Ensuring children turn into adults who lead a healthy and active lifestyle is the Gordian Knot that PE teachers have a shared responsibility for solving. Part of the solution involves developing competence, but much of the debate about competence is binary. As explained in my last post, either it is everything, or it is nothing. As PE Teachers we need to get beyond this and start having a more nuanced debate. Undoubtedly competence is necessary, but how much and what type of competence is needed? In my first school, we played staff basketball pick up games every Wednesday and Friday after school. In my four years there, I don’t think I missed one, neither did Richard a colleague from the Maths department. Richard and I were clearly of different levels of competency with regards to the techniques and skills needed to play the game, but this didn’t prevent him from turning up twice a week and enjoying the experience. Reflecting back Richard was able to control his emotions (especially on the receiving end of cheap shots), overcome his failures and mistakes, interact well with others in a competitive environment, have a basic understanding of tactics and apply them. He could navigate the sub-cultures that come with a pick-up game of basketball such as calling your own fouls and finally he could talk about basketball past and present in the moments of breaks we had. His competency was more than just a range of basketball techniques and skills and it allowed him to access something that was meaningful to him and allowed him to flourish.
In Chapter 5 of Physical Literacy: Throughout the Lifecourse, Margret Whitehead makes the following point:
“The notion of physical comptence…needs to be understood in the context of indviduals’ endowment, particuarly in respect of their unique embodied dimension. It is accepted that this makes assessment of physical literacy challenging in that it requires judgements of achievement to be made against individual progress and potential. This approach is contrary to much current practice in which achievement is matched against standards and norms. The notion that one directional progress ‘up a ladder‘ is not the reality of developing movement comptence, it more resembles the exploration of a three-dimensional climbing frame.”
As I have stated before, this is the debate we PE Teachers should be having about movement competency. Competence is undoubtedly important in solving the puzzles we are faced with, but should we be teaching children to climb ladders or explore climbing frames? We are naturally drawn to ladders in PE as it gives us a clear way to show progress and allows us to compare and contrast our pupils. At best this is an illusion. We assume that one thing must be perfect and not just partially understood before one can move on to the next logical next thing. Even if we reach agreement about what it means for A to be logically prior to B, it does not follow that we should learn A before B, let alone learn A perfectly. At worse, the forcing children to climb (irrelevant) ladders, at the expense of exploring and interacting with others on the climbing frames, closes more doors than it opens in pursuit of a life full of rich and meaningful physical activity.
- Climbing ladders do not allow the breadth and balance of experience that exploring climbing frames do.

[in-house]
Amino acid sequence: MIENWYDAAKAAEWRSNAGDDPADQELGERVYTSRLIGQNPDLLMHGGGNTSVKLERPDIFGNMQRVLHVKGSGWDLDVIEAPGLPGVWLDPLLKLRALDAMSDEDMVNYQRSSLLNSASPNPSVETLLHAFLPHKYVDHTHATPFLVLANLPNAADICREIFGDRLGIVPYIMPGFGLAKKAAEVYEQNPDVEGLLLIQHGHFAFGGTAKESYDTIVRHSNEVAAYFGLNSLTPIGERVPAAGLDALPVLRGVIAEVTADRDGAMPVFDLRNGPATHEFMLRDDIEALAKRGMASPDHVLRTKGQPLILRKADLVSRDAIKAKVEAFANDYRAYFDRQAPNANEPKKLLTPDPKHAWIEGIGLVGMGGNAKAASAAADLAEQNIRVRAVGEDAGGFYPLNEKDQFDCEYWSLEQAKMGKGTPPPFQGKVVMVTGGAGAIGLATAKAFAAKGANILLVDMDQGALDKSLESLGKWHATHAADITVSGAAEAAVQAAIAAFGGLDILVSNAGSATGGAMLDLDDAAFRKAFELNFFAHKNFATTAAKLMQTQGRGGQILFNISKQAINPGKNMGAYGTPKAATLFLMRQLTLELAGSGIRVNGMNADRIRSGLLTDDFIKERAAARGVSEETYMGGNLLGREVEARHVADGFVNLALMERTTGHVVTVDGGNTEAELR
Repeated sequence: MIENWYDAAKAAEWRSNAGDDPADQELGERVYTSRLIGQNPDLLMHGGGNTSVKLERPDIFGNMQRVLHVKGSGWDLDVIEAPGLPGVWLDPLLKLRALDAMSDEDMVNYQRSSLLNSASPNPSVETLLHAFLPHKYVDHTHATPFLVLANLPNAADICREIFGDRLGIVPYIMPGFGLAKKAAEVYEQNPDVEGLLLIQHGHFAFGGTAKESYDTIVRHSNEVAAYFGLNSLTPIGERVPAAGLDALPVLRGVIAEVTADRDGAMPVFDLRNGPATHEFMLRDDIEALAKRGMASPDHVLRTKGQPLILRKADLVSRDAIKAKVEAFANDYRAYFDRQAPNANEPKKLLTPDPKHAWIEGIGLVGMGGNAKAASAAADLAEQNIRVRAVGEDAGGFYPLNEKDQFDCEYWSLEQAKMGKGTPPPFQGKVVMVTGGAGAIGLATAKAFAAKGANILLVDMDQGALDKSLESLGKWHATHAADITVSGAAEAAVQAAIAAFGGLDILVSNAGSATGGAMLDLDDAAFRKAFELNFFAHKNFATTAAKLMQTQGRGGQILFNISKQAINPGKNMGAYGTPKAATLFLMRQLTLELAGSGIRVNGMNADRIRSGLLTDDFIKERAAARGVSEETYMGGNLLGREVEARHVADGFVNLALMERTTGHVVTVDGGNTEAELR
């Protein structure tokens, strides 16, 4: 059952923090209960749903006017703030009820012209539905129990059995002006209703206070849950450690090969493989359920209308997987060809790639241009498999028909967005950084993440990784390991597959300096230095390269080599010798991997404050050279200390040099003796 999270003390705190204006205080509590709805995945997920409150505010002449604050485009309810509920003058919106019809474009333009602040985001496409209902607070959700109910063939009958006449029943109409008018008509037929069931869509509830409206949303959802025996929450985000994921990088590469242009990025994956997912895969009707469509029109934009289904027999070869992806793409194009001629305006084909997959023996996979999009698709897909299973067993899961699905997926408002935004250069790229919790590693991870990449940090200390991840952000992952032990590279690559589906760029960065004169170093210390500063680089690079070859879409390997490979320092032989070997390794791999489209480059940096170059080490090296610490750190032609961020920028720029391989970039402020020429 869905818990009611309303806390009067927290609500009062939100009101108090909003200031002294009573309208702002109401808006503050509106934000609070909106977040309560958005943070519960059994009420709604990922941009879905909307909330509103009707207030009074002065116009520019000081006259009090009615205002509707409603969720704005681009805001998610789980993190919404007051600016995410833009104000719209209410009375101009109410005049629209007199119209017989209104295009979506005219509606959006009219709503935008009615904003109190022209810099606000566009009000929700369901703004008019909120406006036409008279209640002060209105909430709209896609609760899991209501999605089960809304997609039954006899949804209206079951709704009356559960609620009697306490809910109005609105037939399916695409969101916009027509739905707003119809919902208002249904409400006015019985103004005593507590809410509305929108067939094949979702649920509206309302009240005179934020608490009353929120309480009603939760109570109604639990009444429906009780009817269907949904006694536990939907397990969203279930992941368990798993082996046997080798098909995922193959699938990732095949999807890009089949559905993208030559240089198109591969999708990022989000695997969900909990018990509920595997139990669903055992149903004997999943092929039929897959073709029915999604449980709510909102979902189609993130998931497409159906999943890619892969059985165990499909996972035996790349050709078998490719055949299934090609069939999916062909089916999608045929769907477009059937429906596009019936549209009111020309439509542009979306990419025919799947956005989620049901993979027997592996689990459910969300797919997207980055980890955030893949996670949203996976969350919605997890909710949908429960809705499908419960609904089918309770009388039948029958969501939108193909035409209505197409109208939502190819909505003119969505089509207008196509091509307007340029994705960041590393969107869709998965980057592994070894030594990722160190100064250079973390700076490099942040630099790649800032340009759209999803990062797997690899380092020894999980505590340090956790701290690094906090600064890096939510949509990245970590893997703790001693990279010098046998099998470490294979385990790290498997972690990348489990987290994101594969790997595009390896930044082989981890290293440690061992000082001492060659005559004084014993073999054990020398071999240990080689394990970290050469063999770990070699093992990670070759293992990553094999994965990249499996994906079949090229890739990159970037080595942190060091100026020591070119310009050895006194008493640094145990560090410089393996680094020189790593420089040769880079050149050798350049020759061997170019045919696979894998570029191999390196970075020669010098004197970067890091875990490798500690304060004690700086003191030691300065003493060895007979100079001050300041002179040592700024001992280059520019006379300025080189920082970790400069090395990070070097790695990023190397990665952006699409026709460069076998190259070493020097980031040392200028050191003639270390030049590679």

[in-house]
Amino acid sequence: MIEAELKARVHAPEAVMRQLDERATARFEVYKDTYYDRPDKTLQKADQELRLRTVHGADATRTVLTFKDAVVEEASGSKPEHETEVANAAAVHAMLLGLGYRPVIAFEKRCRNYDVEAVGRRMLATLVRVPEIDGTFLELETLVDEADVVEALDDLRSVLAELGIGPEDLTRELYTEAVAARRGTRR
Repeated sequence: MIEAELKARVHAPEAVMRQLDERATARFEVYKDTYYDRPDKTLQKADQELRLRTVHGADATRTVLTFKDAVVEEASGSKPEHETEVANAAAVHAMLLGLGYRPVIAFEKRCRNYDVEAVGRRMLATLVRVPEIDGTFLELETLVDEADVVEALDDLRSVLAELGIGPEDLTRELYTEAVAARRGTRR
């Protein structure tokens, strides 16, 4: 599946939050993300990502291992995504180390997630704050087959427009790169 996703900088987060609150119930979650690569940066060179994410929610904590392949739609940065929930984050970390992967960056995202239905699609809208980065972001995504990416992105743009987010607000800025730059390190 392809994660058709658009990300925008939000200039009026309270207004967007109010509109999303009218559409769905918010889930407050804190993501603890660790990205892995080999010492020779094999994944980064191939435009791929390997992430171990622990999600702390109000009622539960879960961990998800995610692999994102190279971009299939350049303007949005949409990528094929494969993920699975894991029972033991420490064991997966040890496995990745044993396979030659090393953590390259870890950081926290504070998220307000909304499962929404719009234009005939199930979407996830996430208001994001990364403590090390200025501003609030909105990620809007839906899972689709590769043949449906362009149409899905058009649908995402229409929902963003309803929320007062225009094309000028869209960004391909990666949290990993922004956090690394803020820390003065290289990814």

- Climbing ladders do not allow for different challenges and obstacles (other than that of perfection), that exploring climbing frames do.
- Climbing ladders do not allow for social interaction (other than an observer telling you how to climb higher and higher), that exploring climbing frames do.
- Climbing ladders do not allow for a full range of behaviours needed to live a healthy and active life that exploring climbing frames do.
- Climbing ladders do not allow for personal, contextualised and meaningful different types of movement that exploring climbing frames do.
- Climbing ladders do not allow for the understanding of traditions, rituals and sub-cultures that exploring climbing frames do.
- Climbing ladders do not allow for judgement of progress (other than how high you have climbed), that exploring climbing frames do.
The goal is to accompany the children we have responsibility for, on a journey of progress and exploration. Not for them to master every aspect of movement competence. Especially when viewed through the very narrow lens of decontextualised sports techniques, which is the norm in my experience. Physical Educators need to embrace a holistic approach to movement competence; one that leads to the confidence to achieve an effective and dynamic interaction with a wide range of familiar and novel environments, not one of other people’s ideas of perfection. I think ladders give us the illusion of progress, which is why we are so enthralled by them. We can take a technique and demonstrate progress through the pursuit of perfection, but this lacks relevancy and meaning to many of the children we teach, especially in the modern world in which they find themselves. We need to move away from seeing movement competence being achieved solely by climbing ladders, but by exploring climbing frames. A climbing frame approach to movement competency will expand the range of ‘I cans’ a child has. Not just physical ‘I cans’, although the fundamentals are important but cultural, emotional, spiritual, ecological, cognitive and social ‘I cans’ too. If we take the view that competence really matters but it isn’t just climbing ladders, but exploring climbing frames, what impact will this have on our curriculum’s and delivery?